“Some people have that ‘it factor’ that you can’t teach people,” UFC president Dana White said of Paige VanZant in 2015. “And Paige has it.”

At the time, VanZant had exactly one fight on her UFC ledger — a win via Round 3 KO in her debut — and a newly minted, highly coveted Reebok endorsement deal. Of the six UFC athletes to ink such a deal with the sports giant at the time (Johny Hendricks, Jon Jones, Conor McGregor, Anthony Pettis and Ronda Rousey joined VanZant to round out the roster), she was the lone fighter without a belt, or the chance to fight for one on the horizon.

Four years later, VanZant remains beltless and her partnership with Reebok was not renewed. She has been knocked as the hype-over-substance commercial darling, the one who could land a spot on “Dancing With the Stars” but couldn’t land enough strikes to ward off three losses in four tries. That didn’t stop her from growing her career inside the cage and out. Last year she released a book, “Rise: Surviving the Fight of My Life,” in which she opened up about her struggles with bullying and assault. And on Jan. 19, she scored a huge victory via armbar submission over Rachael Ostovich.

For the latest issue of ESPN The Magazine — “The Boardroom: Making of a Mogul” — we caught up with VanZant to talk about how she has built her brand, and how marketing and perception have played into her fighting career.

How does it feel to be the designated “it factor” fighter? Is there a pressure to live up to that?

I don’t really put a ton of thought into that. These brands are continuing to want to align themselves with myself if I keep succeeding. That comes from hard work, from sacrifice, from training as hard as I can to keep winning fights and keep being successful. … Companies pay money to see you do something amazing, and I want to try to continue to do that. I do want to have a really good image because I have so many people, young people, looking up to me.

You pursued opportunities outside of the cage — “Dancing with the Stars,” “Chopped” and your recent book. What’s next?

I’m definitely focused on fighting. I didn’t get hurt in my last fight, so I’m excited to get ready for the next one; get back into the octagon as soon as I can. I just pick opportunities as they come; I get different things from my agent that come up, and if there’s something I see that fits and aligns with my image, then I capitalize.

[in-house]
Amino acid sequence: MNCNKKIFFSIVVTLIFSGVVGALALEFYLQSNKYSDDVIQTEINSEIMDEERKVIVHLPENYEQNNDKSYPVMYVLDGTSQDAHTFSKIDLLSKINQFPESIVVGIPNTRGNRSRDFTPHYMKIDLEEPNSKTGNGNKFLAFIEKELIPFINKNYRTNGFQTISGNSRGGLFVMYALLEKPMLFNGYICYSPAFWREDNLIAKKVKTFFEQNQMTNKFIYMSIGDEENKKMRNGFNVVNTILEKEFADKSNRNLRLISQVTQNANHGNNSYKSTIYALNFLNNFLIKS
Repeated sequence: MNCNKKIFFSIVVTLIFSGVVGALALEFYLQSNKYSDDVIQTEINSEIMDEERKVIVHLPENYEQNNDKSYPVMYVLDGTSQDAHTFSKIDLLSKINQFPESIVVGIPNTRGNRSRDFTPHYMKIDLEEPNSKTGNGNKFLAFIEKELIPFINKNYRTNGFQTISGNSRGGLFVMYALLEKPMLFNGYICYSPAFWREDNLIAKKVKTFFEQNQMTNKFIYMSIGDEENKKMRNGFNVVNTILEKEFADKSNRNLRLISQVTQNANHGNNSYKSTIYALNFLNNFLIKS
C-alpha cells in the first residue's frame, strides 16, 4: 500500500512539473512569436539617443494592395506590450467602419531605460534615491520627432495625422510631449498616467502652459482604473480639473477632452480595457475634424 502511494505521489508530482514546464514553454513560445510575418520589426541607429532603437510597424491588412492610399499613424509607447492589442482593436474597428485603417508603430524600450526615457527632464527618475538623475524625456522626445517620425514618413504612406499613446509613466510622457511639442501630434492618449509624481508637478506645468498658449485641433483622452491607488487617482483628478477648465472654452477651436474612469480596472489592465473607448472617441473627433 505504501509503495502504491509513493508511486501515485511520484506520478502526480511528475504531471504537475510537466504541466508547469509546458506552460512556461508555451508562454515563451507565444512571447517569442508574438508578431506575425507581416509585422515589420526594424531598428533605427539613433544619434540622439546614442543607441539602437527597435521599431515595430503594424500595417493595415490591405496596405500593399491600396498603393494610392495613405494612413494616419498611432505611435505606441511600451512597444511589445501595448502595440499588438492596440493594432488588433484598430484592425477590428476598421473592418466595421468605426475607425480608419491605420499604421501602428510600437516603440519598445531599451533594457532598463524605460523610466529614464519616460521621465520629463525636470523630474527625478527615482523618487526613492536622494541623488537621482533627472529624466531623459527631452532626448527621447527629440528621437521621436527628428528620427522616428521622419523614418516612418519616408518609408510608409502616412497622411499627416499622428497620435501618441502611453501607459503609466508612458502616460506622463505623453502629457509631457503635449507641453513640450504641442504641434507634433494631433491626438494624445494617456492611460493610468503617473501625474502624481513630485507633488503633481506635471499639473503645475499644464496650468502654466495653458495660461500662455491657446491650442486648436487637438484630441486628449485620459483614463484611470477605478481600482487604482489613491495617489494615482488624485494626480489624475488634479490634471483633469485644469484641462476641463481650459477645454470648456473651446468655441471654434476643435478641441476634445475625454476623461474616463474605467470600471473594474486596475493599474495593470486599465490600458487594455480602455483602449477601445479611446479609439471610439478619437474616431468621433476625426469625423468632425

If you have a break in the fighting action, is there an opportunity you’d jump at?

I would love to have my own cooking show. I would love to write a cookbook, I would love to continue to be on awesome TV shows. Anything in the TV industry is also something I’m super passionate about, but I really just take things as they come.

Why do you feel it is important to be seen in places we don’t normally see UFC fighters?

It wasn’t something I was like, “Oh, I have to do this to have people see me in a different light.” I do understand that I have to have something that nobody else is doing. But I’m not forcing anything. I was on “Chopped” because I genuinely love cooking. I was taking culinary arts classes as a kid. I was a part of “Dancing with the Stars” because I grew up dancing. These things are genuine to who I am.

Do you ever feel outside resistance or pushback about the fact you are out there doing these other things?

“Dancing with the Stars” was the one thing I’ve done that actually took time away from my life (she made it to the finals in 2016, finishing in second place with partner Mark Ballas). It takes approximately three months throughout the entire process. But there’s a big misperception that I’m not focused on training and I’m not focused on fighting. It takes a very determined person to be successful in the UFC and to stay successful in the UFC. Everywhere I go I bring my husband [fellow MMA fighter Austin Vanderford], a coach or training partner. I’m consistently training no matter where I am and what I’m doing. Everything is very strategic, and that’s something I have a team to focus on with … putting things in a strategic place in my life to where I’m not missing a single day of training. Ultimately, I’m a fighter first.

Physical appearance plays a part in opportunities athletes get from a marketing and commercial perspective. What do you say to grumblings like, “Her looks helped get her here”?

I hope I continue to put on amazing fights and continue to change that perception of me, but I think some perceptions will stick with you for your entire life. I know how hard I work, my family knows how hard I work. I’m literally getting punched in the face, breaking arms and limbs. I don’t think if my looks were anywhere in my mind I would be doing this career, so eventually that perception will change … It might not. I can’t change the way I look and that’s the thing. I was born this way.

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